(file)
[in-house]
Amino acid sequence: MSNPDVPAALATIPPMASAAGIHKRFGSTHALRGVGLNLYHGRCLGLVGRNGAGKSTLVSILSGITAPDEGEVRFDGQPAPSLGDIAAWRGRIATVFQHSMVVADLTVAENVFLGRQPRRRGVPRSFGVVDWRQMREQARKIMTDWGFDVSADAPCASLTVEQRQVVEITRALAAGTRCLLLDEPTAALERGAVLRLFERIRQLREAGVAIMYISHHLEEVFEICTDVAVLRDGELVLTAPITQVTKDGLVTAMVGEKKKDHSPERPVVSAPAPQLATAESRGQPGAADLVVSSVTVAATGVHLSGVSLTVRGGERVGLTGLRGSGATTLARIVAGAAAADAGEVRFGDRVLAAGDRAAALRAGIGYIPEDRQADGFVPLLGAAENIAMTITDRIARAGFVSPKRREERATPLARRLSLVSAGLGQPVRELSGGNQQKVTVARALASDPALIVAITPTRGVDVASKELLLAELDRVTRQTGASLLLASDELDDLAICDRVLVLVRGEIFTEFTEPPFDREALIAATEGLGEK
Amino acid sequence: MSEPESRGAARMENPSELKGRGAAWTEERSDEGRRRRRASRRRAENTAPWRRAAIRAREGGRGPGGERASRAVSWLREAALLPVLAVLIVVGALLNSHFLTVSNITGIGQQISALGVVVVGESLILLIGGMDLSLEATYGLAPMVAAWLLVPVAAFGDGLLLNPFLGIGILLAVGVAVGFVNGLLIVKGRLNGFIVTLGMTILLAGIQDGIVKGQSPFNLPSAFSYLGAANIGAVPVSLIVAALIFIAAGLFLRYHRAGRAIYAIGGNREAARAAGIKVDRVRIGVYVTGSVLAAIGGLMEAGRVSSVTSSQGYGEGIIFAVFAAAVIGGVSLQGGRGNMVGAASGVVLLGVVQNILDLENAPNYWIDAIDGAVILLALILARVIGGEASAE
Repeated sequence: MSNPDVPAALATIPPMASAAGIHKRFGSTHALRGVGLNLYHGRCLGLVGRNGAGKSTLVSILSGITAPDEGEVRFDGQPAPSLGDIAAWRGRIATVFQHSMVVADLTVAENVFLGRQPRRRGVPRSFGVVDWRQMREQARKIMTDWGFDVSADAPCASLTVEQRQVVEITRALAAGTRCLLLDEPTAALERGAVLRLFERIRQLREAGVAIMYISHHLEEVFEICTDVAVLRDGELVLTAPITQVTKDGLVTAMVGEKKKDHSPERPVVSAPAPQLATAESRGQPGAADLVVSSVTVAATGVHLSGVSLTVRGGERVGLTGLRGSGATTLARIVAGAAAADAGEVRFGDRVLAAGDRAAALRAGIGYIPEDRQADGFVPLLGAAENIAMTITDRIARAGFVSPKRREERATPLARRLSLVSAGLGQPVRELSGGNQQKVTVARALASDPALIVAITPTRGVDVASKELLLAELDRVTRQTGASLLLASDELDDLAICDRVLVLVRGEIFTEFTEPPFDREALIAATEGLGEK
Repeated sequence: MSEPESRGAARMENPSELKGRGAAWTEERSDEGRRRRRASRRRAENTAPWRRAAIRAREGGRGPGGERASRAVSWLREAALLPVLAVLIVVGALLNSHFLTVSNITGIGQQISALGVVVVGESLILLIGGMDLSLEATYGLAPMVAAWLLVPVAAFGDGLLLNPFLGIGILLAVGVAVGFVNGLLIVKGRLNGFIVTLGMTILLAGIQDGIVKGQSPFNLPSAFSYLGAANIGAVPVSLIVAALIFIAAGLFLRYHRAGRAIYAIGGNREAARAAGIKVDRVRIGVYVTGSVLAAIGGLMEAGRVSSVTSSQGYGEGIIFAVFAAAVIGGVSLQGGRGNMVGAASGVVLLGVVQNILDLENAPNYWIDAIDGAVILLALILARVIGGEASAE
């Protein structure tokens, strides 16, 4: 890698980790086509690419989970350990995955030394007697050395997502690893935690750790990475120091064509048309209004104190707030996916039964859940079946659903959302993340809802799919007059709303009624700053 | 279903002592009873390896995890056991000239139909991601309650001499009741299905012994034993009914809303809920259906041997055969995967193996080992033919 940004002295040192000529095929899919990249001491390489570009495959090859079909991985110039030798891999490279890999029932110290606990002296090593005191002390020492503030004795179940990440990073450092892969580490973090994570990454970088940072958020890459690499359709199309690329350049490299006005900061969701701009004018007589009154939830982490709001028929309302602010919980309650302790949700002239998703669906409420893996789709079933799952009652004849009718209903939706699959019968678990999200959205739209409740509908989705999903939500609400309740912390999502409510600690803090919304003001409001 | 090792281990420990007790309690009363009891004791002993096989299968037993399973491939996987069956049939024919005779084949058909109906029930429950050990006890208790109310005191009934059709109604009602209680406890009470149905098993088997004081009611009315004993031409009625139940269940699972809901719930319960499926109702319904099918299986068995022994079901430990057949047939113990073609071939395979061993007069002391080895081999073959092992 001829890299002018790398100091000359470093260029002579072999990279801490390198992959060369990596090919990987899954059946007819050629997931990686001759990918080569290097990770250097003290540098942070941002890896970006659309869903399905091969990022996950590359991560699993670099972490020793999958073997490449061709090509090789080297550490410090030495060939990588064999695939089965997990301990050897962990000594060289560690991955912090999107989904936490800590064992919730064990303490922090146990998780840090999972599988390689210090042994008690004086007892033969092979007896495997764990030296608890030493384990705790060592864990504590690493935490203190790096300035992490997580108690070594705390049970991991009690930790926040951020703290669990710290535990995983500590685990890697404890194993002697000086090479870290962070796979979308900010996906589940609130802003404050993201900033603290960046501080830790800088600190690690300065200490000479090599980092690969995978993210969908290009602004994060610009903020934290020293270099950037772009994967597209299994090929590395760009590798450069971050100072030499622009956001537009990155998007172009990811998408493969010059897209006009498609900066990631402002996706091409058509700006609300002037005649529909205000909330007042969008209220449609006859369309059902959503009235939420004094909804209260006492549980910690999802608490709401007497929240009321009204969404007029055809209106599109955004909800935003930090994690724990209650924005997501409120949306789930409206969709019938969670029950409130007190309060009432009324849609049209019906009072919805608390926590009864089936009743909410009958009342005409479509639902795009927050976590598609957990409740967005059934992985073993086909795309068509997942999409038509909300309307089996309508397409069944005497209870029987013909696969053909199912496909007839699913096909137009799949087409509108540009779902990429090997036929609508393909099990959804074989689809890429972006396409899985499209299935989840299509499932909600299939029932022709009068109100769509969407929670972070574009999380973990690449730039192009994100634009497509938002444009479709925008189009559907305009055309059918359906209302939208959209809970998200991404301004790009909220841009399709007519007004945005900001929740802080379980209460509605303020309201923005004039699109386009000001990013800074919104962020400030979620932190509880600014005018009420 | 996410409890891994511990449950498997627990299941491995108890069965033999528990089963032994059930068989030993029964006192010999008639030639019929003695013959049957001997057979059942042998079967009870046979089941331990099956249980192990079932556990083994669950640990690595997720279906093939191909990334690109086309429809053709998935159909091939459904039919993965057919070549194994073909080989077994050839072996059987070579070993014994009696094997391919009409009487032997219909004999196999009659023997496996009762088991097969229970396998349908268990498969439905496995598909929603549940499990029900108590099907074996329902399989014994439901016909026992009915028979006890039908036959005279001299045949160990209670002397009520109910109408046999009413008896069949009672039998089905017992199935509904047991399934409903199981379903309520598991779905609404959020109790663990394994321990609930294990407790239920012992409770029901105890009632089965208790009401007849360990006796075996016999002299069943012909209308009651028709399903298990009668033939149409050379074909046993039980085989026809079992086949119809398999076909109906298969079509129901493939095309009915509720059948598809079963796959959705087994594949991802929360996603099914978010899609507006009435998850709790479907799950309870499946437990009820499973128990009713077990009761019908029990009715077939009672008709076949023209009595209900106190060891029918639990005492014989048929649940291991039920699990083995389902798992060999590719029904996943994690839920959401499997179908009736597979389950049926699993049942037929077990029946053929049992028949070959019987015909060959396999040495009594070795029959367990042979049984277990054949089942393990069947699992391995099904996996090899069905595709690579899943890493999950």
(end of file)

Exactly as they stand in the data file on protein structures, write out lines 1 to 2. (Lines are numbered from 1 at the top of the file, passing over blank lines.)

[in-house]
Amino acid sequence: MSNPDVPAALATIPPMASAAGIHKRFGSTHALRGVGLNLYHGRCLGLVGRNGAGKSTLVSILSGITAPDEGEVRFDGQPAPSLGDIAAWRGRIATVFQHSMVVADLTVAENVFLGRQPRRRGVPRSFGVVDWRQMREQARKIMTDWGFDVSADAPCASLTVEQRQVVEITRALAAGTRCLLLDEPTAALERGAVLRLFERIRQLREAGVAIMYISHHLEEVFEICTDVAVLRDGELVLTAPITQVTKDGLVTAMVGEKKKDHSPERPVVSAPAPQLATAESRGQPGAADLVVSSVTVAATGVHLSGVSLTVRGGERVGLTGLRGSGATTLARIVAGAAAADAGEVRFGDRVLAAGDRAAALRAGIGYIPEDRQADGFVPLLGAAENIAMTITDRIARAGFVSPKRREERATPLARRLSLVSAGLGQPVRELSGGNQQKVTVARALASDPALIVAITPTRGVDVASKELLLAELDRVTRQTGASLLLASDELDDLAICDRVLVLVRGEIFTEFTEPPFDREALIAATEGLGEK